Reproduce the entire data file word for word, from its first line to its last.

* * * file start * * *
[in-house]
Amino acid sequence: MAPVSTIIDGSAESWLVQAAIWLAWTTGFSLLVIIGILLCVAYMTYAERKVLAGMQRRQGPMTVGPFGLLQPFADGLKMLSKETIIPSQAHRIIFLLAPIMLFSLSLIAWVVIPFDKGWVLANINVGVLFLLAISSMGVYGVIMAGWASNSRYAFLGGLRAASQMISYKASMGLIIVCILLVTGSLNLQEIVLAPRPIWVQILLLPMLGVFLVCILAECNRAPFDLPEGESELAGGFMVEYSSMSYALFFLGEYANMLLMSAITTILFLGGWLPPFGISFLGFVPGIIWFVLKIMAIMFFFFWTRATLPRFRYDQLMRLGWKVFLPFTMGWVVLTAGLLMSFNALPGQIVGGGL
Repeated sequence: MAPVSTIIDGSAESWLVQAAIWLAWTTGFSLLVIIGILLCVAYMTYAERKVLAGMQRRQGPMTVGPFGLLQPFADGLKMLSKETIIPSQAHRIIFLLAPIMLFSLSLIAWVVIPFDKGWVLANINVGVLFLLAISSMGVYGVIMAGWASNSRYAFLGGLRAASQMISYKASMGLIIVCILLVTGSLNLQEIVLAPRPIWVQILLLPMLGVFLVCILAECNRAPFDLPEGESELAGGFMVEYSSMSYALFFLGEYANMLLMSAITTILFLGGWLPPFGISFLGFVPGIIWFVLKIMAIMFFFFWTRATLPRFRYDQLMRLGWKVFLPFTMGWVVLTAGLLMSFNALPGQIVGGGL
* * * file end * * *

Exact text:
[in-house]
Amino acid sequence: MAPVSTIIDGSAESWLVQAAIWLAWTTGFSLLVIIGILLCVAYMTYAERKVLAGMQRRQGPMTVGPFGLLQPFADGLKMLSKETIIPSQAHRIIFLLAPIMLFSLSLIAWVVIPFDKGWVLANINVGVLFLLAISSMGVYGVIMAGWASNSRYAFLGGLRAASQMISYKASMGLIIVCILLVTGSLNLQEIVLAPRPIWVQILLLPMLGVFLVCILAECNRAPFDLPEGESELAGGFMVEYSSMSYALFFLGEYANMLLMSAITTILFLGGWLPPFGISFLGFVPGIIWFVLKIMAIMFFFFWTRATLPRFRYDQLMRLGWKVFLPFTMGWVVLTAGLLMSFNALPGQIVGGGL
Repeated sequence: MAPVSTIIDGSAESWLVQAAIWLAWTTGFSLLVIIGILLCVAYMTYAERKVLAGMQRRQGPMTVGPFGLLQPFADGLKMLSKETIIPSQAHRIIFLLAPIMLFSLSLIAWVVIPFDKGWVLANINVGVLFLLAISSMGVYGVIMAGWASNSRYAFLGGLRAASQMISYKASMGLIIVCILLVTGSLNLQEIVLAPRPIWVQILLLPMLGVFLVCILAECNRAPFDLPEGESELAGGFMVEYSSMSYALFFLGEYANMLLMSAITTILFLGGWLPPFGISFLGFVPGIIWFVLKIMAIMFFFFWTRATLPRFRYDQLMRLGWKVFLPFTMGWVVLTAGLLMSFNALPGQIVGGGL